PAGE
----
The sole question properly before us on this appeal from a conviction of rape following a trial subject to G. L. c. 278, Sections 33A-33G, is whether the judge committed reversible error in permitting a witness for the Commonwealth, in circumstances to be stated, to explain a record of conviction which had been introduced in evidence by defence counsel to impeach the credibility of the witness under G. L. c. 233, Section 21. The general rule is that a record of conviction must be left unexplained. The rule is founded on expediency, the avoidance of prolonged inquiry into a collateral matter. The guilt or innocence of the witness obviously cannot be retried. Holmes, J. in Lamoureux v. New York, N. H. & H. R.R. 169, Mass. 338, 340. Upon an offer of the record of conviction, questions should be limited to establishing the identity of the witness with the person named in the record of conviction. In the case before us the record of conviction was for using a motor vehicle without authority. The question first asked by defence counsel was not sufficiently guarded to restrict a responsive answer to the issue of identity with the result that the witness asserted that the charge was inaccurate. She made the further response to another question dealing with the substance of the record that she was a passenger in the vehicle. On redirect examination the assistant district attorney over objection and exception was permitted to ask the witness to tell "what happened" when she was arrested. There was no error. As was explicitly stated in the Lamoureux case, supra, "if one side goes into the [collateral] matter, the other must be allowed to also." The judge brought the collateral examination quickly to an end. There was no error.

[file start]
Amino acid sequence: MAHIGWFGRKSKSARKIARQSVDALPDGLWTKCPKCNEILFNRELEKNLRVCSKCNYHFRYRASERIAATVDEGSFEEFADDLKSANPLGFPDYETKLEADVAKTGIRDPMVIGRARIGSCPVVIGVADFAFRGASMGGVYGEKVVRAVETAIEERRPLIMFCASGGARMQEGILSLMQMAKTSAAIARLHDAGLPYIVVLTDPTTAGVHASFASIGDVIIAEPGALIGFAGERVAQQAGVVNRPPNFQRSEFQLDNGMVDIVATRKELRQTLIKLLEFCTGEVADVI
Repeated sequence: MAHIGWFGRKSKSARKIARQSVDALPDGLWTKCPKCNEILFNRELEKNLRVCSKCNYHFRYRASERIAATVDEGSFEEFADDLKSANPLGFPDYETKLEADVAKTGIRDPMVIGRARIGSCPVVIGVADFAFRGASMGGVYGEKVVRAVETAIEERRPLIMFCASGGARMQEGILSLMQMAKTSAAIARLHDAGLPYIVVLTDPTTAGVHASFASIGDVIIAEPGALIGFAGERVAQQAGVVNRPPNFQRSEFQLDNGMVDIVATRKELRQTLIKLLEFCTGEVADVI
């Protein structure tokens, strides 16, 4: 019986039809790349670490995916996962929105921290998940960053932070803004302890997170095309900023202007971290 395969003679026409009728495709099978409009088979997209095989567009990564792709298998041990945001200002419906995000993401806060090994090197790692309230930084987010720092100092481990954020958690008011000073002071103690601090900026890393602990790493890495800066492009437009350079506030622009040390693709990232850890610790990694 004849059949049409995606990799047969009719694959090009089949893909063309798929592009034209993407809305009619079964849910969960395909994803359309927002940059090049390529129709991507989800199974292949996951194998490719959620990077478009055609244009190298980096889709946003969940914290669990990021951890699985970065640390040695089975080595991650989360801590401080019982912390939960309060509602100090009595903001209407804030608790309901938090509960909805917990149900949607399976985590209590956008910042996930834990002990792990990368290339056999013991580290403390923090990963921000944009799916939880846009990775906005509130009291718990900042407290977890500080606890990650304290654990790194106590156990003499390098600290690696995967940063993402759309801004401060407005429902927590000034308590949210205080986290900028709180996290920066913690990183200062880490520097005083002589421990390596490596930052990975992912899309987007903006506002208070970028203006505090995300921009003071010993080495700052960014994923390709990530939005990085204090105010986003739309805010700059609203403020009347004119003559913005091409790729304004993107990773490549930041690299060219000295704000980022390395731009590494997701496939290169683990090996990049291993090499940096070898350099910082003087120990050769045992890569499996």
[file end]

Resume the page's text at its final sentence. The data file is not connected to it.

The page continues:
The defendant appeals his convictions at a trial subject to G. L. c. 278, Sections 33A-33G, on two counts of an indictment charging assault and battery by means of a dangerous weapon. The first count specified, "to wit: a shoe, the said shoe being then worn upon . . . [the defendant's] foot." The only argued assigned errors are not based on exceptions. For want of exceptions the assignments bring nothing to us. Commonwealth v. McCauley, 355 Mass. 554 , 558.
Commonwealth v. Foley, ante, 233, 236. We have nevertheless examined the main and supplemental charges of the judge which allegedly inadequately instructed on the meaning of "a dangerous weapon" as applied to the first count and conclude that in the context of the trial the instructions were intelligible and adequate. See Commonwealth v. Farrell, 322 Mass. 606 , 614-615. There was evidence that the defendant had stomped on the female victim's hands and fingers and beat her with a rubber hose for one half hour at which time she yielded to his demand that she work for him as a prostitute.